Most organic polymers are insulators by nature. However, a few intrinsically conducting polymers (ICPs) exist that have alternating single and double bonds along the polymer backbone (conjugated bonds) or that are composed of aromatic rings such as phenylene, naphthalene, anthracene, pyrrole, and thiophene which are connected to one another through carbon-carbon single bonds.
The first polymer with significant conductivity synthesized was polyacetylene (polyethyne). Its electrical conductivity was discovered by Hideki Shirakawa, Alan Heeger, and Alan MacDiarmid who received the Nobel Prize in Chemistry in 2000 for this discovery. They synthesized this polymer for the first time in the year 1974 when they prepared polyacetylene as a silvery film from acetylene, using a Ziegler-Natta catalyst. Despite its metallic appearance, the first attempt did not yield a very conductive polymer. However, three years later, they discovered that oxidation with halogen vapor produces a much more conductive polyacetylene film.1 Its conductivity was significantly higher than any other previously known conductive polymer. This discovery started the development of many other conductive organic polymers.
The conductivity of non-doped, conjugated polymers such as polyacetylene is due to the existence of a conducting band similar to a metal. In a conjugated polymer three of the four valence electrons from strong σ bonds through sp2 hybridization where elctrons are strongly localized. The remaining unpaired electron of each carbon atom remains in a pz orbital. It overlaps with a neighboring pz orbital to form a π bond. The π electrons of these conjugated pz orbitals overlap to form an extended pz orbital system through which electrons can move freely (delocalization of π electrons). However, non-doped polymers have a rather low conductivity. Only when an electron is removed from the valence band by oxidation (p-doping) or is added to the conducting band by reduction (n-doping) does the polymer become highly conductive. The four main methods of doping are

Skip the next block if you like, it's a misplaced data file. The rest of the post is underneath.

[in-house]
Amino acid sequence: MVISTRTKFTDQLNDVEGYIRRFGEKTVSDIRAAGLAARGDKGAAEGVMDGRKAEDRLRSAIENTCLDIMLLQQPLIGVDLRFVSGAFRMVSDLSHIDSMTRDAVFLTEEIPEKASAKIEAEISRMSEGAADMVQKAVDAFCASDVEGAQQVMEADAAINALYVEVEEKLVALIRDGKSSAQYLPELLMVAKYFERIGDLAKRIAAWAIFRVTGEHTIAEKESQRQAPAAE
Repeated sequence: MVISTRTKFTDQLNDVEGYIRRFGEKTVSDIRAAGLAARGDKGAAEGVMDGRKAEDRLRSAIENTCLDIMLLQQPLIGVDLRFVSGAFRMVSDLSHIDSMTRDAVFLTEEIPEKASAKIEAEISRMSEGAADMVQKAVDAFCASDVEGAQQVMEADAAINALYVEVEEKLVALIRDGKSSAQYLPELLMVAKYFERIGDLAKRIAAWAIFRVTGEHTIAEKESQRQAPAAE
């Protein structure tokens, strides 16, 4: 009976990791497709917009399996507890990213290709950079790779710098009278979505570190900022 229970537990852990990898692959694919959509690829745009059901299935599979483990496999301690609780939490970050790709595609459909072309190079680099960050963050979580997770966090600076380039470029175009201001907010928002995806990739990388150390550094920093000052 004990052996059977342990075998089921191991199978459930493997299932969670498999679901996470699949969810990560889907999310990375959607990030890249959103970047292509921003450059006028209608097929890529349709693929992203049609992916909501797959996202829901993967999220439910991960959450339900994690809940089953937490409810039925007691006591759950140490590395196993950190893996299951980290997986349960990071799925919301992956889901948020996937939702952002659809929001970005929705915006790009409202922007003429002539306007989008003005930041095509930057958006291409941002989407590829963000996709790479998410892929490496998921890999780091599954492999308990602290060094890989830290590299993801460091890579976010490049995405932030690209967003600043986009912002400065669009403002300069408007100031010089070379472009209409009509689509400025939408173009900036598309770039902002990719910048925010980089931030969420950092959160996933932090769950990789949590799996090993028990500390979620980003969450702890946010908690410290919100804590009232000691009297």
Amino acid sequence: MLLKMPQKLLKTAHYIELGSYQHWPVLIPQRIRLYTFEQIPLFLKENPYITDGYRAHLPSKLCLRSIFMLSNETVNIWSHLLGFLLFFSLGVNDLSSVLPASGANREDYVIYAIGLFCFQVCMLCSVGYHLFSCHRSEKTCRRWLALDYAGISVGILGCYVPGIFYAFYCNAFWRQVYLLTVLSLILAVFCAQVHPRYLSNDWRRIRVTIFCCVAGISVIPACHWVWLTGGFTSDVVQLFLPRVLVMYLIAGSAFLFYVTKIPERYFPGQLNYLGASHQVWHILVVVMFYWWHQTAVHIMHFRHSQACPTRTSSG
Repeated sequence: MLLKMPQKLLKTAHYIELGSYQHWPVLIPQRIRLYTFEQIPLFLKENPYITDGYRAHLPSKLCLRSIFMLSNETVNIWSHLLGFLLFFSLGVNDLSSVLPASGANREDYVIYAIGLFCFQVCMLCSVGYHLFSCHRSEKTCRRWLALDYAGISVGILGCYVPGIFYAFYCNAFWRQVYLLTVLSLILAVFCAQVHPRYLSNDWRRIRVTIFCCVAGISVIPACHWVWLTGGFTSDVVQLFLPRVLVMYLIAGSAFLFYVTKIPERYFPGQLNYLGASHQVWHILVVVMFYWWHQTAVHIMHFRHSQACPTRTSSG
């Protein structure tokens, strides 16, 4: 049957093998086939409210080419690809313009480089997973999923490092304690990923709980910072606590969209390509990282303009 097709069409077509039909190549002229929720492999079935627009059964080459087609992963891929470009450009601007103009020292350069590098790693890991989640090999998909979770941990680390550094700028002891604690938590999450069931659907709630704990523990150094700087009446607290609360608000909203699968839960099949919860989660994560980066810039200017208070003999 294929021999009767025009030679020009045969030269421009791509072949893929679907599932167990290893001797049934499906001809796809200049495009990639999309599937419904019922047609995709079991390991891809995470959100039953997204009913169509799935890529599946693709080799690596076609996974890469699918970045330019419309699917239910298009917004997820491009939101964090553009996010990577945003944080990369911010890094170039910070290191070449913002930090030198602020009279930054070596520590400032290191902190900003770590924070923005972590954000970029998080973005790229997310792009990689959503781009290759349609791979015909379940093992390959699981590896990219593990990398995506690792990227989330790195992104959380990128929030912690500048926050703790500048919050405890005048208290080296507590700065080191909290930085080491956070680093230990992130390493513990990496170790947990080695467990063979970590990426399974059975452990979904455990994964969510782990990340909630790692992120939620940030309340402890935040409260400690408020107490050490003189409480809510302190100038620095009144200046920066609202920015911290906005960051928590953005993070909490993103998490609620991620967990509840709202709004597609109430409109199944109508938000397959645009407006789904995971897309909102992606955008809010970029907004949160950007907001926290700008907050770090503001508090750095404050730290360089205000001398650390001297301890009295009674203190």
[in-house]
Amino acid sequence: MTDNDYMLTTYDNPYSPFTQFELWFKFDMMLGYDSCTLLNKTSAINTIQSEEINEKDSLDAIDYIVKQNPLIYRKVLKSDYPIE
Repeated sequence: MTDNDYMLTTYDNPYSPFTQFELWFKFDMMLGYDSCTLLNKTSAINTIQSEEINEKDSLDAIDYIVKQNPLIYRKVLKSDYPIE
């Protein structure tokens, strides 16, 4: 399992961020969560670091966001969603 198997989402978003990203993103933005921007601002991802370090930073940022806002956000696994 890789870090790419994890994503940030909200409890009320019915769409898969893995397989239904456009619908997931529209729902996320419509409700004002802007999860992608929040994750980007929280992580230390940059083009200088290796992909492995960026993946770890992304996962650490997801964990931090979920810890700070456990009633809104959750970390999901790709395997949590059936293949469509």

Redox p-doping: Some of the π-bonds are oxidized by treating the polymer with an oxidizing agent such as iodine, chlorine, arsenic pentafluoride etc.
Redox n-doping2: Some of the π-bonds are reduced by treating the polymer with a reducing agents such as lithium, and sodium naphthaline.
Electrochemical p- and n-doping: Doping is achieved by cathodic reduction (p) or by anodic oxidation (n)
Photo-Induced Doping: The polymer is exposed to high energy radiation that allows electrons to jump to the conducting band. In this case, the positive and negative charges are localized over a few bonds.
Doping increases the conductivity by many orders of magnitude. Values as high as 102 - 104 S/m have been reported. Another method to increase conductivity is mechanical alignment of the polymer chains. In the case of polyacetylene, conductivities as high as 105 S/m have been found which is still several magnitudes lower than the conductivity of silver and copper (108 S/m) but more than sufficient for electronic applications such as polymer-based transistors, light-emitting diodes and lasers.
The table below lists typical conductivities of some common conjugated polymers and their repeat units. The actual conductivity not only depends on the structure and morphology of the polymer but also on the type of dopant and its concentration.
|Compound||Repeating Unit||Conductivity (S cm-1)|
|trans-Polyacetylene||103 - 105|
|Polypyrrole||102 - 7.5 · 103|
|Poly(p-phenylene)||102 - 103|
|Polyaniline||2 · 102|
|Poly(p-phenylene vinylene)||2 · 104|
1H. Shirakawa, E.J. Louis, A.G. MacDiarmid, C.K. Chiang, and A.J. Heeger, J Chem. Soc. Chem. Comm., 579 (1977)
2n-doping is less common because the double bonds get readily oxidized when exposed to air and other oxidizing atmoshperes, i.e. radical anions are less stable than radical cations.